By Ahmad Alsayouf, Staff Reporter, The Pawprint
On September 30, 2021 Youtube stated that it will remove videos that spread misinformation and false claims about COVID-19 vaccines including Pfizer, Moderna, Sinopharm, and AstraZeneca.
The videos released on the platform claim that the vaccines cause cancer, autism and infertility among use. Also, they question the ingredients of the vaccine and the potential risk of having a “tracking device” inserted into your body. The policy also implemented a ban on anti-vax influencers. Youtube stated that around 130,000 videos were reportedly removed from it’s platform in the past year.
A blog post made by Youtube stated that “We’re expanding our medical misinformation policies on YouTube with new guidelines on currently administered vaccines that are approved and confirmed to be safe and effective by local health authorities and the WHO”. The company also said that these false claims made against the COVID vaccine would “spill over into misinformation about vaccines in general”.
Many major tech companies such as Twitter or Facebook have been criticized for their actions to counter misinformation spreading on their platforms. This situation was followed by previous action made by Facebook back in February, banning misinformation such as questioning the effectiveness of the vaccine or it’s so-called “symptoms” of it. Twitter made a statement where it would warn users who shared false claims of the vaccine would be banned on it’s platform in March of this year.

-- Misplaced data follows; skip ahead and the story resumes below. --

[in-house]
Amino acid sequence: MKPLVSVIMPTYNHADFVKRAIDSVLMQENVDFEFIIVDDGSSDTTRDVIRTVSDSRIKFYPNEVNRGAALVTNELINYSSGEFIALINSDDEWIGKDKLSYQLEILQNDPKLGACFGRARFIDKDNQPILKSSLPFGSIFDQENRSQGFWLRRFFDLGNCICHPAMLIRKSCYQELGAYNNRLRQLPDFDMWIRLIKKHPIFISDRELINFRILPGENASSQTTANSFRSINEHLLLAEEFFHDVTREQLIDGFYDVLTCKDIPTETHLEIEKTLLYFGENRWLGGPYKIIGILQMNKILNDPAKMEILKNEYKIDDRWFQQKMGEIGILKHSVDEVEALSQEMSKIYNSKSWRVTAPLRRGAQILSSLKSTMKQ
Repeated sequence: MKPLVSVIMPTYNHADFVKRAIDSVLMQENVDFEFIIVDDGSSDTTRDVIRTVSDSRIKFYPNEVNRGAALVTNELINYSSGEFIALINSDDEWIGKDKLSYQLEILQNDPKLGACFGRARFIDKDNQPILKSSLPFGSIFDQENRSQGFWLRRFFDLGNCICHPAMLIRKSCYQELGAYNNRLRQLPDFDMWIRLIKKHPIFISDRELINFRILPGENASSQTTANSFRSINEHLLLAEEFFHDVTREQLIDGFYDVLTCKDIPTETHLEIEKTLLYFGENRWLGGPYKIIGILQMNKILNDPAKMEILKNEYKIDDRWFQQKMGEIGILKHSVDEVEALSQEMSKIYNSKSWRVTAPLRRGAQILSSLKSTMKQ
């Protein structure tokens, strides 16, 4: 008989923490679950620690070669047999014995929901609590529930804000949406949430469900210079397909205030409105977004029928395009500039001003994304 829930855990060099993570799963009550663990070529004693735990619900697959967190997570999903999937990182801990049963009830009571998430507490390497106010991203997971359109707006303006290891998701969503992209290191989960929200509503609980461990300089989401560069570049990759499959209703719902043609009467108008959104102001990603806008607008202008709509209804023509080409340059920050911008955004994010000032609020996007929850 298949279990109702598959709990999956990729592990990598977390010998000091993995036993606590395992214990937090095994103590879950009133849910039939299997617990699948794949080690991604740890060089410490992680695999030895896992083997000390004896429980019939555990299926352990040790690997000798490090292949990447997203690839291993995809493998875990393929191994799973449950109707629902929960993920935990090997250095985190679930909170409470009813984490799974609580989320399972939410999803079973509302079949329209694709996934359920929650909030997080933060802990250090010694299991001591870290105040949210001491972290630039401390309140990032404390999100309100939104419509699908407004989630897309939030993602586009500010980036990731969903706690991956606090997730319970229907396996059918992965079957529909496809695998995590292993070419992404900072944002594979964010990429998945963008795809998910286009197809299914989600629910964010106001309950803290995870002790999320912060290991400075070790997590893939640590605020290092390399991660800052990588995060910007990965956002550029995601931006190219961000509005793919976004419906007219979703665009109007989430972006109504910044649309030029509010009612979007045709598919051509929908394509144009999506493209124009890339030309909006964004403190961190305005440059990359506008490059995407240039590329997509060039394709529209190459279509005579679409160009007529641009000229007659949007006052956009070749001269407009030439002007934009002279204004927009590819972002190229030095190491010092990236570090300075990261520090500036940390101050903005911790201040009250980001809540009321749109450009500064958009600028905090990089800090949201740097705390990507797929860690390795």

In July, Joe Biden blamed social media sites for people’s suspicion of getting the vaccine, urging these companies to discuss this issue. He stated that CoVID misinformation is “killing people”, and that “The only pandemic we have is among the unvaccinated.”.
Videos published about previous vaccine development, content on vaccine guidelines, personal statements, vaccine examinations on the success or failure of the vaccine will still be available on the platform, Youtube said.
Amid Youtube and Facebooks’ tightened rules, a rival website, Rumble, which is a video sharing website, has become popular for many vaccine-resistant activists to spread information on.
Even though many parent tech companies are cracking down on misinformation being spread on their platforms, many anti-vax pages still spread misinformation on Youtube, with their videos still garnering millions of views today.